Scotland business

Time piece: Keeping up with business as clocks spring forward

Image caption Those ruled by clocks will have an hour less in bed on Sunday

We may be facing an hour less in bed this weekend as the clocks change but there is also the prospect of more light. What time it is can have a very real effect on our lives including the way we do business.

"Time is an absolutely limited resource," says blogger and writer, Gerry Lynch, "it's the one thing you can't make any more of."

"In this very digital world where our lives are regulated very much by computers, I think time really connects us to the natural world around us."

The ancient Babylonians used water clocks which counted drips, candles have been used to keep time overnight and of course people have followed the Sun, but until relatively recently in history it was not thought necessary to standardise time.

"Once you had railways," explains Mr Lynch "not only were they going much faster but when they met at junctions there were massive safety implications because at first the railways tended to run at the time of their headquarters."

That could be different in different towns and cities.

Now of course time is global phenomenon about communication, trading and a world which seems to get smaller.

There is a lot of heritage to clocks too.

It is up narrow, winding stone steps to the clock room at the People's Story Museum in Edinburgh, housed in the old Canongate Tollbooth.

The mechanism - shiny wood and metal - connects to a clock mounted on an outside platform. It is a real landmark.

"The noise that you're hearing is the pendulum," says Alan Wilson of James Ritchie and Son, clockmakers. The company was started in Edinburgh in 1809 and is now part of the Smith of Derby Group

"I think a lot of these clocks are still quite iconic and they hold a bit of love in my heart anyway."

Alan Wilson
Image caption Alan Wilson has " a bit of love in my heart" for old clocks

The company looks after timepieces, including the Floral Clock in Princes Street Gardens, as well as clocks for councils around the country and private owners.

With the clocks changing this will be a busy weekend with staff on the road from the Thursday before to the Tuesday afterwards. They will be adjusting some clocks manually and checking that the automation on others has worked.

But this is an industry which is changing: "I think the hope is that in the future that we can more or less control a lot of the clocks from sitting at a computer, unfortunately," says Mr Wilson.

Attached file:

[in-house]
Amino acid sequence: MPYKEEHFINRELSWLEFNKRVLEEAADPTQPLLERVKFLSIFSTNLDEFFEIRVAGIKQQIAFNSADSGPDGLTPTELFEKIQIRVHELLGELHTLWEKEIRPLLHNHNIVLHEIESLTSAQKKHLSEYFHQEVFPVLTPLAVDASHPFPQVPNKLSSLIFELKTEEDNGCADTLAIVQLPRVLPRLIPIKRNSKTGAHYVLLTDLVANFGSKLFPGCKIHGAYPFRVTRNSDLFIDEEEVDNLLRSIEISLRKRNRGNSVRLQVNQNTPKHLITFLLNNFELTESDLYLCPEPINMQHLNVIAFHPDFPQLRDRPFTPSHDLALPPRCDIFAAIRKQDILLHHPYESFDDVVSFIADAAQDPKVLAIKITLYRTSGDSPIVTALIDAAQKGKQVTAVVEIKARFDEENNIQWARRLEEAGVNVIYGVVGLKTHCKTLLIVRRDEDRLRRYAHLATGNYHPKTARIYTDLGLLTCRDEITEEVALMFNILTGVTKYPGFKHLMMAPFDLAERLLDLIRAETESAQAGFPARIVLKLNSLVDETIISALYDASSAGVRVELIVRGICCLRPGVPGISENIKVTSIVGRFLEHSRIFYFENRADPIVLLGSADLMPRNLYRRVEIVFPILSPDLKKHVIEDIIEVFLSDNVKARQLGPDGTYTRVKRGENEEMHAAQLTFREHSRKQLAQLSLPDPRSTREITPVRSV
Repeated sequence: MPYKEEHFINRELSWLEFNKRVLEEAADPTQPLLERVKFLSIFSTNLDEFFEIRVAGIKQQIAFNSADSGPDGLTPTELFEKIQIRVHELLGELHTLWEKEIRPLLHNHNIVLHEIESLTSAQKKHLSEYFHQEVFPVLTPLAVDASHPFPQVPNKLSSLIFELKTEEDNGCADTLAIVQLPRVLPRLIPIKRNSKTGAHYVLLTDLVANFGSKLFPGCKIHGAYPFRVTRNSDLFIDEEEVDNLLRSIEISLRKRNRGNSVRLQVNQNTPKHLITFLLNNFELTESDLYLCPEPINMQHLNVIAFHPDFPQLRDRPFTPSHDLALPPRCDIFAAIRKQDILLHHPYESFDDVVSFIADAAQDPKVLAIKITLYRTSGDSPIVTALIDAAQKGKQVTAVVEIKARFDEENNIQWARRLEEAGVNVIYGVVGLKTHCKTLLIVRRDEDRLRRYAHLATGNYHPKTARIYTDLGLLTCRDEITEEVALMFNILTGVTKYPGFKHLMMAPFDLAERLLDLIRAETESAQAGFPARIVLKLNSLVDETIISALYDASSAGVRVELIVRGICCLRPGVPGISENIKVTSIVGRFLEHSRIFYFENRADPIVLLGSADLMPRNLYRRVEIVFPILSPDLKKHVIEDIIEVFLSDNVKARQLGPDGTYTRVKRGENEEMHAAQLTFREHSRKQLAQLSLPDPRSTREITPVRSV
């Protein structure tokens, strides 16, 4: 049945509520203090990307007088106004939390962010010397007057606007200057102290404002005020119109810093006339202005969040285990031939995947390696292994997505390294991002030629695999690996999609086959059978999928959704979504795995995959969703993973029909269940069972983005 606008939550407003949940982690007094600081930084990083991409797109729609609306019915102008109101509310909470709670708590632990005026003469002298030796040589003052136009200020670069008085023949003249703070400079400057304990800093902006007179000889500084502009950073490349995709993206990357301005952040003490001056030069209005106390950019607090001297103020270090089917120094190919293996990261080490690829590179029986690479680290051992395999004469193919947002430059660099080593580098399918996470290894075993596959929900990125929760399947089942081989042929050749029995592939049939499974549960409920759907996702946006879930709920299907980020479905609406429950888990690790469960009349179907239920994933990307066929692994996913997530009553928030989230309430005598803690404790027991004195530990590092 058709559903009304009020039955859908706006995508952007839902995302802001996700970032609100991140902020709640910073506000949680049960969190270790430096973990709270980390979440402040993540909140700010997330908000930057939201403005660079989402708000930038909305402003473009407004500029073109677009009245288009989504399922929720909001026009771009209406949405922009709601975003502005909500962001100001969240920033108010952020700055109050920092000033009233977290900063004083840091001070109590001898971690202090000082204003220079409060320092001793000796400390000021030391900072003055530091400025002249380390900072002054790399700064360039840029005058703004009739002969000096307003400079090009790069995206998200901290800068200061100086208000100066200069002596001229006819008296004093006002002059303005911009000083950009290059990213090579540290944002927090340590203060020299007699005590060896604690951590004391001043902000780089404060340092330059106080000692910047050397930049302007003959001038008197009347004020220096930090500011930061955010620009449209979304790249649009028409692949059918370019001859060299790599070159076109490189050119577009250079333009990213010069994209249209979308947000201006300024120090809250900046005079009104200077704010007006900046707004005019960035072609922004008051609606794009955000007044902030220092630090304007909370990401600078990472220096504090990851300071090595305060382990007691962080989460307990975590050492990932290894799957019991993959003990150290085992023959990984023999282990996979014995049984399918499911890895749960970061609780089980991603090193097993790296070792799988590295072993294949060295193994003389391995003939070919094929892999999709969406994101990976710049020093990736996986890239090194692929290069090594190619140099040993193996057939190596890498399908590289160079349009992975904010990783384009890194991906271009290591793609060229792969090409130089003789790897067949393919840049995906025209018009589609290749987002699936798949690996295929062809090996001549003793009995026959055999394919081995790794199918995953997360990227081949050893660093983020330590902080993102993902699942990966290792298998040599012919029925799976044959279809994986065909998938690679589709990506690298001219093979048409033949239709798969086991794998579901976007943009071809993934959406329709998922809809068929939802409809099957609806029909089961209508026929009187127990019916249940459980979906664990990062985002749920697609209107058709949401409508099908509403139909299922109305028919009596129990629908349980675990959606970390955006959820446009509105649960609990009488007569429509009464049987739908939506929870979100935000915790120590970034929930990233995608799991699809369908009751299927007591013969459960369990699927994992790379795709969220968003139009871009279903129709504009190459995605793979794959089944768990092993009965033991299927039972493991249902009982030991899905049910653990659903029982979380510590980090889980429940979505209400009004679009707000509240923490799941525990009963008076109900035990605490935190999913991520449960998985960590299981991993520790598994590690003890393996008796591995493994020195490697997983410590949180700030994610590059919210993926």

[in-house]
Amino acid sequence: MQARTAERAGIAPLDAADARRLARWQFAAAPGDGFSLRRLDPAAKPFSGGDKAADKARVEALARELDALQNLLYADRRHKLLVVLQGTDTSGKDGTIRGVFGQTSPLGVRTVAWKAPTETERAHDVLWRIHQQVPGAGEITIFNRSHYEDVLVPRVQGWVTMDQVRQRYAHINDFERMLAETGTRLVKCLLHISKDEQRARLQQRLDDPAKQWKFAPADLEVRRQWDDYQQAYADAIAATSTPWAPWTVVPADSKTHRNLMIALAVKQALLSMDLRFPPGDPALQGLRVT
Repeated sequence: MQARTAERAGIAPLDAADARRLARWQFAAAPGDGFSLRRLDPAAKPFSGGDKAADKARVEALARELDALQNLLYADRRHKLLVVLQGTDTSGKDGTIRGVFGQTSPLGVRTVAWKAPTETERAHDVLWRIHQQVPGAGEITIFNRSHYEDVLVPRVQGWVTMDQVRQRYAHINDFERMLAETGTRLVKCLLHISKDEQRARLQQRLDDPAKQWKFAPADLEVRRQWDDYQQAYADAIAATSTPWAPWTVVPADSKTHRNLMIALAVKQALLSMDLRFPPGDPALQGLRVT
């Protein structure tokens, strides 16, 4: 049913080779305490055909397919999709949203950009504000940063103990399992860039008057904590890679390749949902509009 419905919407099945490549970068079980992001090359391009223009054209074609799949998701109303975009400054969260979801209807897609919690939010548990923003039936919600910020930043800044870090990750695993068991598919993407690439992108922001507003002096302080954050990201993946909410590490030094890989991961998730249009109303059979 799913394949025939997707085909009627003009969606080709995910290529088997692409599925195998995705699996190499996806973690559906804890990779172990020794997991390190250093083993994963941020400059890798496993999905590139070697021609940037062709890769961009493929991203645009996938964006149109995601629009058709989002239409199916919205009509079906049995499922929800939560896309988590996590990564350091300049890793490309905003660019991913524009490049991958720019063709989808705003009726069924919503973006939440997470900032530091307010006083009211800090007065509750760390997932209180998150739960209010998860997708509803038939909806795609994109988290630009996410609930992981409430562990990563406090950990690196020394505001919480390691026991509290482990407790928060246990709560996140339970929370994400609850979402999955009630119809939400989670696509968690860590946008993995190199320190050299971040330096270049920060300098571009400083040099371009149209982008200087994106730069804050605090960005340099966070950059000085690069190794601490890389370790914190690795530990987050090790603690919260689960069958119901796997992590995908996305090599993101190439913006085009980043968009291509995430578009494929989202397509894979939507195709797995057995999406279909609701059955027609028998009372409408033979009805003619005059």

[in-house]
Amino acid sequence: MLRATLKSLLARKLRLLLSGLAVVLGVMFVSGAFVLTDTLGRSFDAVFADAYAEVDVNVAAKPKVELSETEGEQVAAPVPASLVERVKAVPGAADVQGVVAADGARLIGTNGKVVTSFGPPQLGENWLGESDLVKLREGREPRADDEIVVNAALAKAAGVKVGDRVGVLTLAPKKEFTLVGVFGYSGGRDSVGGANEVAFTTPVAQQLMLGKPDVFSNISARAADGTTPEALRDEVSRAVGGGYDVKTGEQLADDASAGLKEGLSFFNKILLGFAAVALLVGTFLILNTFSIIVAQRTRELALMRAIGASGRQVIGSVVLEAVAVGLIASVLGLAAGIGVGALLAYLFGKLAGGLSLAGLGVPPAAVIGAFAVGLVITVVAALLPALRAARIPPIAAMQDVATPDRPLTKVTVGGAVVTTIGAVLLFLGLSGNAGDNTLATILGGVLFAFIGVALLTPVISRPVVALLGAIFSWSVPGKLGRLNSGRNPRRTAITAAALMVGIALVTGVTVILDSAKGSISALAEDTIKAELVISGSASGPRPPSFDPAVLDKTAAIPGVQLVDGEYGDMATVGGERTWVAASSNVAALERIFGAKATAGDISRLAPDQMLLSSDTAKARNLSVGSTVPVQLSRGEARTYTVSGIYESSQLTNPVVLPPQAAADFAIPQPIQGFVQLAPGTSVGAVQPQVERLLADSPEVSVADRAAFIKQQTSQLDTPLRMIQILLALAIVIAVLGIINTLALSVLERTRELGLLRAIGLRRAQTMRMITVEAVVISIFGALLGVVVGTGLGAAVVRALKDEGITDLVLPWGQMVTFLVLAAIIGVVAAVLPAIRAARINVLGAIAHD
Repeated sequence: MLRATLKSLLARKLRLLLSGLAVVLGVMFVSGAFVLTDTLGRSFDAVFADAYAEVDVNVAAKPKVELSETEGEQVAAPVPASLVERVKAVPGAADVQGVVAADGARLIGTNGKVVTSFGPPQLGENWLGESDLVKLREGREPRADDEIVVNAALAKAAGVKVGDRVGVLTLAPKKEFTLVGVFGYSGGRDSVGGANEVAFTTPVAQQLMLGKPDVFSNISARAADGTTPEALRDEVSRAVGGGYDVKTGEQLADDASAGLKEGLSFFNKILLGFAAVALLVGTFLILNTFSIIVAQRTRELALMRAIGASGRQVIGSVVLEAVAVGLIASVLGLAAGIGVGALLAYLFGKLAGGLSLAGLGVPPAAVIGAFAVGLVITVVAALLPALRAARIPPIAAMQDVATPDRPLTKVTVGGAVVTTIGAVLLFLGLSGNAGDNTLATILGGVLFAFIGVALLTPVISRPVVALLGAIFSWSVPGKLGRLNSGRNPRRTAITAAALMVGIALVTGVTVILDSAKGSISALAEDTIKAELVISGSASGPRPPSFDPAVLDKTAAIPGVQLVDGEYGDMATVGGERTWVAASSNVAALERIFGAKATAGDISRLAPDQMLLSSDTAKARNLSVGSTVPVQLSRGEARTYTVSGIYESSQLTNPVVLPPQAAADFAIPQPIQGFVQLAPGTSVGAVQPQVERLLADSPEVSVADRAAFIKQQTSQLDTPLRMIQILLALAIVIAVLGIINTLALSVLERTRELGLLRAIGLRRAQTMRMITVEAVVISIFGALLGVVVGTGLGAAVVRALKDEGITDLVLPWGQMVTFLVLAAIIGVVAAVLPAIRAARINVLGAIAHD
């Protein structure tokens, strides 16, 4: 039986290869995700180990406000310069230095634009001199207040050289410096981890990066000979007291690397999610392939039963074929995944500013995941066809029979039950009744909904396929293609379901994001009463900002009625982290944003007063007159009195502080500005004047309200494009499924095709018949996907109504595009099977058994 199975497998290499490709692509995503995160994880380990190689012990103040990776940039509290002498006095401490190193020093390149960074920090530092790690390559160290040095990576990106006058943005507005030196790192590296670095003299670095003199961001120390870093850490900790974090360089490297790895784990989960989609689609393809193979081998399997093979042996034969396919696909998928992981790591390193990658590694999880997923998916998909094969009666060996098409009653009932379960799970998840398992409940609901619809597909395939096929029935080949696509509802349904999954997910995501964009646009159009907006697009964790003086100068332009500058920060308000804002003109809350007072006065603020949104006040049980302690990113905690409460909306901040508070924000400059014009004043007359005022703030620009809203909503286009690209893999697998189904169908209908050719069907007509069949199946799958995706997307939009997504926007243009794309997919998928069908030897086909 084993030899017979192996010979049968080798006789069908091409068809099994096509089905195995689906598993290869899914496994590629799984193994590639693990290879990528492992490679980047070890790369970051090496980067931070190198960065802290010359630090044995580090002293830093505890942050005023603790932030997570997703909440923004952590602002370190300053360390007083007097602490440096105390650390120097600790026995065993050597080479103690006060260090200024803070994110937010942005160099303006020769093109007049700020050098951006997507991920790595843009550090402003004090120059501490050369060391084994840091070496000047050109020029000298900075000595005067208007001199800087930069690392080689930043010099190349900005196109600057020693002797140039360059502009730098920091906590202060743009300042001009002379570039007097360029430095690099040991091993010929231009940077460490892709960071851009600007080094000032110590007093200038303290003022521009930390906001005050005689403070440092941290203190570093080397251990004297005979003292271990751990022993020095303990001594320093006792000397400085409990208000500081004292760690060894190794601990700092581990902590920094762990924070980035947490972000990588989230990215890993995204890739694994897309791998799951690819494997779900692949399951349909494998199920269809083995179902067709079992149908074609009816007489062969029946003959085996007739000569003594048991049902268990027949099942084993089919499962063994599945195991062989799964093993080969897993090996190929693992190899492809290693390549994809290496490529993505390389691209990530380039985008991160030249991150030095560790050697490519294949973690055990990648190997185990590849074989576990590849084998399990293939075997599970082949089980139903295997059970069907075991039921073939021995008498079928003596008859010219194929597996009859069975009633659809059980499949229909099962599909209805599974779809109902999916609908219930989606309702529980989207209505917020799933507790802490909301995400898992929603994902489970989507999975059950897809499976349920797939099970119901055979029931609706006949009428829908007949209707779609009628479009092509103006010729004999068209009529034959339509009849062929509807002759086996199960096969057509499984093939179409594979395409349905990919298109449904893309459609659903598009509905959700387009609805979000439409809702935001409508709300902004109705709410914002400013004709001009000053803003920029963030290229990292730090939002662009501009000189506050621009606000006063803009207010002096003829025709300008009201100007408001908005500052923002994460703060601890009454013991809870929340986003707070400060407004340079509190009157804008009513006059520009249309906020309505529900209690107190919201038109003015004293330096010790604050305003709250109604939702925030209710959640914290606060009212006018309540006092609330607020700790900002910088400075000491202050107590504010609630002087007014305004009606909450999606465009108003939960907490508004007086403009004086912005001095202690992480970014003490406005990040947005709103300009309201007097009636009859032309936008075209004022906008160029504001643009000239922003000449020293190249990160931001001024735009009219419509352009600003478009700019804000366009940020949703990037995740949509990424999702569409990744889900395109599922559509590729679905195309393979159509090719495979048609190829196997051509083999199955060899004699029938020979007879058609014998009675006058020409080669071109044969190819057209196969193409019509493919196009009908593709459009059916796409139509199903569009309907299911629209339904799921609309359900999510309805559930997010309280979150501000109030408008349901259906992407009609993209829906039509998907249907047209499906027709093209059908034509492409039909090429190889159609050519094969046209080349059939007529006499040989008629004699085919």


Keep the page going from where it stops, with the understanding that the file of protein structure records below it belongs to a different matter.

"Part of the beauty of clocks is going out and meeting people."

But what about how time affects how we trade with each other? It may be easier to travel now than ever but the reality of different time zones remains.

A 2011 study from the University of East Anglia studied their effect on trade and found that although there are many factors at play, including language, distance and the size of an economy, time difference was one of them. It suggested that each hour of time difference can reduce trade by up to 7 %.

"One way in which new technology has been helping has been in terms of allowing us to have a more flexible working pattern," says Edward Anderson, who carried out the research.

"When we want to communicate with countries in other time zones that often means we have to stay slightly later at work or come in earlier in the morning, but I think with new technologies we can work from home for example rather than stay late at the office."

But he points to another business problem associated with time zones - jet lag - saying it remains a significant problem.

Museum clock
Image caption The People's Story Museum in Edinburgh boasts a splendid old clock

For others, time management can be an issue in their business life. We all know would should be immune from distraction, good at prioritising, using our time wisely, but the reality can be rather different.

"One of the elements that we've all got the same amount of is time," says Caroline Meikle, head of corporate training for Pitman. One of their courses is in time management.

Part of what they do is to get individuals to understand their role better and to identify what are their "time stealers".

"I would say that about 90% of the people on a train are on their phones," she continues.

"Now they could be playing games, they could be texting, they could be emailing. I think the majority of them are trying to catch up, which in some ways can be time effective.

"But I think that with the stresses you've got in modern life, sometimes it's just nice to look out of the window, sometimes the best use of your time could be to step back from the desk, go a walk, come back with a clear head, a clear mind and start again," she laughs.

And you can hear more about business and time on Business Scotland on the BBC iPlayer.

Image caption Businesses worry about "time stealers" but "sometimes it's just nice to look out of the window"